- I hate to start one of these off with an old blogger meme, but here's two mystery players, by statlines.
Player A: 267/321/326, 647 OPS, 83 OPS+, 92 wRC+
Player B: 284/310/375, 685 OPS, 81 OPS+, 82 wRC+
Looking at those lines, you might like player A because he gets on base more, and guess that since his OPS+ is higher despite his OPS being slightly lower, he played in a slightly weaker run-scoring environment. You might like player B because the jump in power is probably enough to overcome the difference in on-base percentage, but then look at the context-nuetral stats and wonder if his home ballpark wasn't inflating things a bit.
So, if you chose player B, you have the Rangers' primary designated hitter, Michael Young, who is being paid 16 million dollars this year to hit the ball, primarily.
If you chose player B, you have David Eckstein's career line. Eckstein was a shortstop who had a ten-year career based off of trying really hard, saying nice things to reporters, being a good guy, and internet sports writers' jokes about him being terrible at hitting. If your DH is hitting like a shortstop who is the gold standard for shortstops who are bad at hitting, that is very likely a problem.
- The Rangers scored eight runs in this four game series. They were blown out twice. The A's are a bad team and sent out only one really good starting pitcher this series. While the Rangers still hold the best record in the AL (a fact that shouldn't be lost) the longer this malaise hangs around, the less likely of a proposition that is to continue.
- The Rangers still have the best run differential in baseball, at +64. The Cardinals are next at +60. Look at the large picture, and this team is still the most talented top-to-bottom in baseball. It's the smaller picture that's bad, but looking at small pictures in baseball is like treating David Eckstein like a good baseball player; a sure way to get smart people laughing at you.
- The one game the Rangers did win in the Oakland series, game 3, still had the distinction of being massively frustrating. In the top half of the ninth, Craig Gentry led off with a double. This led the Rangers, up 5-3 at the time, to a run expectancy of roughly 1.170 (using data from 1993-2010) for the inning- which means that there was a very, very good chance Craig Gentry would score. Given that Gentry can score from second on a slow grounder to short, and the Ian Kinsler, Elvis Andrus, and Josh Hamilton were due up, that chance was near-certain.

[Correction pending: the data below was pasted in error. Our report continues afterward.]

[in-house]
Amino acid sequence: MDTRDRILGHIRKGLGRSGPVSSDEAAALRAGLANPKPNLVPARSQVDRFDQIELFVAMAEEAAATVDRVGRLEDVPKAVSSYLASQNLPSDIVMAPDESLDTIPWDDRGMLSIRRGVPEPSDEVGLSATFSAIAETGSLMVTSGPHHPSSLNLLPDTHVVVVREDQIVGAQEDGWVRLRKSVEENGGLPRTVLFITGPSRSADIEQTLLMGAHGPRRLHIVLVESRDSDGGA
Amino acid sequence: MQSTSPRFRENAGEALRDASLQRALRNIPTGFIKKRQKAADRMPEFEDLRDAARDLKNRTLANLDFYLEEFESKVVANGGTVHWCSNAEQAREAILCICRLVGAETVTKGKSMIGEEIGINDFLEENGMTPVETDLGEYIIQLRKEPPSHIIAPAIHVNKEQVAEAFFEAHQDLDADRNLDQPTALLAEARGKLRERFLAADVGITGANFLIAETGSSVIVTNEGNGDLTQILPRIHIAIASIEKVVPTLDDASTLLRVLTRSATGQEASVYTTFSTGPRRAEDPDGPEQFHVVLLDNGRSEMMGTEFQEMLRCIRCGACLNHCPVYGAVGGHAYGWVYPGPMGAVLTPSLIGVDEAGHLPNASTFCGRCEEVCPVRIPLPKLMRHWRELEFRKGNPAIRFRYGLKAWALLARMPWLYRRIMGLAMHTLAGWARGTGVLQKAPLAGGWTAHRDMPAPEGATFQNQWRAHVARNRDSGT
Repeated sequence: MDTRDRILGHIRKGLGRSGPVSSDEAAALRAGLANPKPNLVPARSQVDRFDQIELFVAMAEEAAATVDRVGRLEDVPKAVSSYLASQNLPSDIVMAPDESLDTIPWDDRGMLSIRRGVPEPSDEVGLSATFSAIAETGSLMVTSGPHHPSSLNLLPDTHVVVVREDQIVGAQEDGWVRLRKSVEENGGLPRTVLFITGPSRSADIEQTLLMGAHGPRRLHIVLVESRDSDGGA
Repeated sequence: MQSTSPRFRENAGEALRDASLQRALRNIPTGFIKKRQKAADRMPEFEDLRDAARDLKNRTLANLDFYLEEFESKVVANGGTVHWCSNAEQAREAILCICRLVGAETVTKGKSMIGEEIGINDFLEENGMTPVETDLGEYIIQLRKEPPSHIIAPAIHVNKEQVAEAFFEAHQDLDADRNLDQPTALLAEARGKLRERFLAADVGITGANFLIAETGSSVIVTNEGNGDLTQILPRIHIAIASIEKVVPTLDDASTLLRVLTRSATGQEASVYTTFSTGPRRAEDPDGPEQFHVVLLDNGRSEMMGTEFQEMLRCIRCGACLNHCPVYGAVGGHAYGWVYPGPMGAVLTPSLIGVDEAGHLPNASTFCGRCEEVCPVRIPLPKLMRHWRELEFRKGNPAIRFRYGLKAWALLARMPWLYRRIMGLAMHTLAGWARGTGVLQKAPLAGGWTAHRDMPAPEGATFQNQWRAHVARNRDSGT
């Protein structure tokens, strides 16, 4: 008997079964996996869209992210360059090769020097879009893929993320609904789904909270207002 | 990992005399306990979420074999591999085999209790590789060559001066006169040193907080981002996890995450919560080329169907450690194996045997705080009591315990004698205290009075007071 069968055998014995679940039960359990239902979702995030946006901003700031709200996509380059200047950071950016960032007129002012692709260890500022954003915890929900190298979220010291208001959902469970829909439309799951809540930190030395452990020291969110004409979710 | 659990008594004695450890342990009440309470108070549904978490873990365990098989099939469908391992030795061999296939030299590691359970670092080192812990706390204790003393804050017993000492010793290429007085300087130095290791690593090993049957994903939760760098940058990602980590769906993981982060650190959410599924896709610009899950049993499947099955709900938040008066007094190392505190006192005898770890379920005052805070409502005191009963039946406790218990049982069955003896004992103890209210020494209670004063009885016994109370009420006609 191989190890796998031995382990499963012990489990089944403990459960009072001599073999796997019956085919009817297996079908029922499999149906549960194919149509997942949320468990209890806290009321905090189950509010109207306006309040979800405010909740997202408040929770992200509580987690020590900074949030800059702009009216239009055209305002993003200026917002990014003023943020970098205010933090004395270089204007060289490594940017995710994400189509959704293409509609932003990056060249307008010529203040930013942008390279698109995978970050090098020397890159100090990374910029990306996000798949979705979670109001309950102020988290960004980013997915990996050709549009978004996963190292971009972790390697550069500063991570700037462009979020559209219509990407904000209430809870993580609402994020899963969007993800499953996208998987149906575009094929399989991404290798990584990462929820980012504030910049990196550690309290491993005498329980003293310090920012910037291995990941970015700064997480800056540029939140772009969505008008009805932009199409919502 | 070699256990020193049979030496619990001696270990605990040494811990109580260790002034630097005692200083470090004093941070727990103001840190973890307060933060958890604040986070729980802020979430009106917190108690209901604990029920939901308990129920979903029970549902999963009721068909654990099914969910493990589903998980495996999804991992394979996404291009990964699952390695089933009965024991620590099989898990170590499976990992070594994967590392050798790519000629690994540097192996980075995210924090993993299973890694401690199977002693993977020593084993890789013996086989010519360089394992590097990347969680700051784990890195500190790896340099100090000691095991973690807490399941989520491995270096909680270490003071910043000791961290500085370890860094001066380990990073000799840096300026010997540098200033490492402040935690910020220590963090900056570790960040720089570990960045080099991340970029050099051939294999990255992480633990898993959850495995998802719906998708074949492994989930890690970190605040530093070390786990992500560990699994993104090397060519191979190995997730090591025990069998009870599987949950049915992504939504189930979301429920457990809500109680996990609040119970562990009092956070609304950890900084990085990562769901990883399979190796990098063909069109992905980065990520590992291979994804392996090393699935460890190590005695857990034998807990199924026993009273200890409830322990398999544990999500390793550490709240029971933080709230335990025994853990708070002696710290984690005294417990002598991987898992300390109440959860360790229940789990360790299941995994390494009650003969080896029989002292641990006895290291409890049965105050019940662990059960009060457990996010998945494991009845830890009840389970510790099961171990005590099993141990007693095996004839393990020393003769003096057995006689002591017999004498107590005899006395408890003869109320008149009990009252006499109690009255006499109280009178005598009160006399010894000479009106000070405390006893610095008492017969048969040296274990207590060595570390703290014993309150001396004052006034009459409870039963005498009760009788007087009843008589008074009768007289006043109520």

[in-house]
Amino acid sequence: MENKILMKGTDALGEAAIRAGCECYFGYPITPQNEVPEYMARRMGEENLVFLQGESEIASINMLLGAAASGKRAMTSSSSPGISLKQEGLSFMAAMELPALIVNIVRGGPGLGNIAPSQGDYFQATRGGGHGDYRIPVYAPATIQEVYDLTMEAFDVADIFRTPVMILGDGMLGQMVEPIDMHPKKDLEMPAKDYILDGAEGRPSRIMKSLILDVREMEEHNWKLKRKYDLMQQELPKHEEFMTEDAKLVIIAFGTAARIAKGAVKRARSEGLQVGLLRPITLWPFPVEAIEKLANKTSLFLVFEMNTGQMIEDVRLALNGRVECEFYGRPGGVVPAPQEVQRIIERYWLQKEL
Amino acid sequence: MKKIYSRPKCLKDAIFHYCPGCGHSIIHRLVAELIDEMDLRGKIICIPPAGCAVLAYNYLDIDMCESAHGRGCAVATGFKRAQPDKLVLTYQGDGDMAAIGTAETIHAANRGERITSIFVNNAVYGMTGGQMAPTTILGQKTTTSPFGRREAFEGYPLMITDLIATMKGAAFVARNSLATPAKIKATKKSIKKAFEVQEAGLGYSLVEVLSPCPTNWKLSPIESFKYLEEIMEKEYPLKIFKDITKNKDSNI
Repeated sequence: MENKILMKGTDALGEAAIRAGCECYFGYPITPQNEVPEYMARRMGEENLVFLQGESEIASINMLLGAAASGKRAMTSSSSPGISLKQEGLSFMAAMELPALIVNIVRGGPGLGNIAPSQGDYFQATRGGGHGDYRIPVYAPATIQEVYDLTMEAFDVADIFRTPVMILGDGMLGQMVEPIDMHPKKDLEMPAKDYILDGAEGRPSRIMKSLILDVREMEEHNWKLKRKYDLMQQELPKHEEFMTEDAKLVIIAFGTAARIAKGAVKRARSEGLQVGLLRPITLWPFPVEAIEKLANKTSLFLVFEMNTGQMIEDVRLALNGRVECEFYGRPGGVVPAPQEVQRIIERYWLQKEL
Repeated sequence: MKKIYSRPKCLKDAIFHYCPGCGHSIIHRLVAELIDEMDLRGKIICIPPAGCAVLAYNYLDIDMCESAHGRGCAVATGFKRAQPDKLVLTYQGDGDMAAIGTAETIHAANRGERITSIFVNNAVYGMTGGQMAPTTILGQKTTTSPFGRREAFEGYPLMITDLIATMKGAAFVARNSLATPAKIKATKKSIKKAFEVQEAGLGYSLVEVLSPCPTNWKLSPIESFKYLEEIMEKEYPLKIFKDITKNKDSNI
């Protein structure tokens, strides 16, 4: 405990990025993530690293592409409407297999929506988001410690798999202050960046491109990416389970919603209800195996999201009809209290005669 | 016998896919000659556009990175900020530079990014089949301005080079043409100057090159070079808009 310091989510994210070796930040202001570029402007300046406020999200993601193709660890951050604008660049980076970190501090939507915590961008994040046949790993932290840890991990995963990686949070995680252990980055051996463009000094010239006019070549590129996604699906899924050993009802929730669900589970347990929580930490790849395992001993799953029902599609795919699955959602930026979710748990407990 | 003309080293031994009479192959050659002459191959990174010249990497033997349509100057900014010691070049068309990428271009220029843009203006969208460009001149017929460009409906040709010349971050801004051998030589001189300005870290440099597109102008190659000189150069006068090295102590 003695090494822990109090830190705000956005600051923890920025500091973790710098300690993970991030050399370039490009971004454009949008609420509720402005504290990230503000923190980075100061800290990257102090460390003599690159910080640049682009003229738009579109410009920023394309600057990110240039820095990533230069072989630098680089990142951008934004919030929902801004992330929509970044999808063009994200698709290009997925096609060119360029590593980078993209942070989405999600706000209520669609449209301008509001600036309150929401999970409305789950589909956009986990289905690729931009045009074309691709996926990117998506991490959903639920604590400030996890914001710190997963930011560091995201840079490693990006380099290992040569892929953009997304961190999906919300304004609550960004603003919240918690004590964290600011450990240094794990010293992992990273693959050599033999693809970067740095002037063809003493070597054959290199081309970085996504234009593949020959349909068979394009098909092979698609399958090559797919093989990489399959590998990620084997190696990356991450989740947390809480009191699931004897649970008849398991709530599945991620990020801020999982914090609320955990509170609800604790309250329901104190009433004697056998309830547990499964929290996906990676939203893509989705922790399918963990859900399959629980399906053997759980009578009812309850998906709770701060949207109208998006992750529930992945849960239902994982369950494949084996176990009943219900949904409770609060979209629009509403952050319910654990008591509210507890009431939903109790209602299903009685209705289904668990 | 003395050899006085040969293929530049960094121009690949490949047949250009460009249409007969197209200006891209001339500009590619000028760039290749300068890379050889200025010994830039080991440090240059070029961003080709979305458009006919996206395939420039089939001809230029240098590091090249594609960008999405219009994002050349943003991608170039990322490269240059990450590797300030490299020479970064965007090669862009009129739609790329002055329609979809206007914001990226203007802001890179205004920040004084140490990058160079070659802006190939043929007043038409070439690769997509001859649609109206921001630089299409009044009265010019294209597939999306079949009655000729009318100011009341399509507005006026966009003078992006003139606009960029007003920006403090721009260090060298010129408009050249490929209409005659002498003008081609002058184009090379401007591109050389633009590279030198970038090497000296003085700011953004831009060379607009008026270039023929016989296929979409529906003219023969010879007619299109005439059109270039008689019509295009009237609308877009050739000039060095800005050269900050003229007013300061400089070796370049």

So, naturally, Craig tried to steal third, which would have moved the Run Expectancy to 1.4 if he would have succeeded. He didn't. And naturally, Ian Kinsler then hit a single that would have scored Gentry from second, easily.
The lost run in all that was annoying, yes, due to it being a lost run. What makes it so massively annoying is Rangers7. For the unititiated, whenever the Rangers score seven runs in a ballgame, a certain pizza chain offers a certain discount on their goods using the code Rangers7 (you can google that for the specifics, which WFAA probably shouldn't be going out of their way to promote). That ill-advised Gentry steal attempt cost me half price pizza, and for that I am mad.
- I really, really want a Yeonis Cespedes here on the Rangers. And no, Leonys Martin and/or Jorge Soler; they just don't display the core strength that Cespedes does. (Video link is likely NSFW for language in lyrics in background music, and for a roasting pig.). For a breakdown of the madness and the story behind that video, check out Kevin Goldstein's wrapup of it (probably NSFW due to Goldsten content).
- It seems that I was wrong in sounding the alarms regarding the state of the rotation; in that I should I have been yelling them at you from the parking lot of every Dariy Queen in the DFW area instead of quietly suggesting there were storms afoot. When Alexi Ogando starts his first game, the Rangers will have matched the number of starters they used last season. When Roy Oswalt starts his, the Rangers will exceed it.
Ogando is an incredible baseball talent, but to expect even five innings from him is probaby too much. Getting five innings out of a starter before wasn't too much of a problem, because you could use Ogando for the sixth and seventh, rest easy knowing those six outs would likely be drama and score free, then go to Adams/Nathan for the rest. Now, that incredible bullpen weapon is gone (although Koji Uehara and Robbie Ross can likely recreate a reasonable facsimile of it, and Tanner Scheppers is the closest thing to Ogando the Rangers have in the system now), the team still doesn't have an innings-eater long relief option, and the rotation contains another big mystery.
Oh, and NL rules baseball is coming up, where Ron Washington is going to have a huge temptation to pull his pitcher every two to three innings, when they have to bat. So, don't be shocked if the malaise continues, for a little while longer.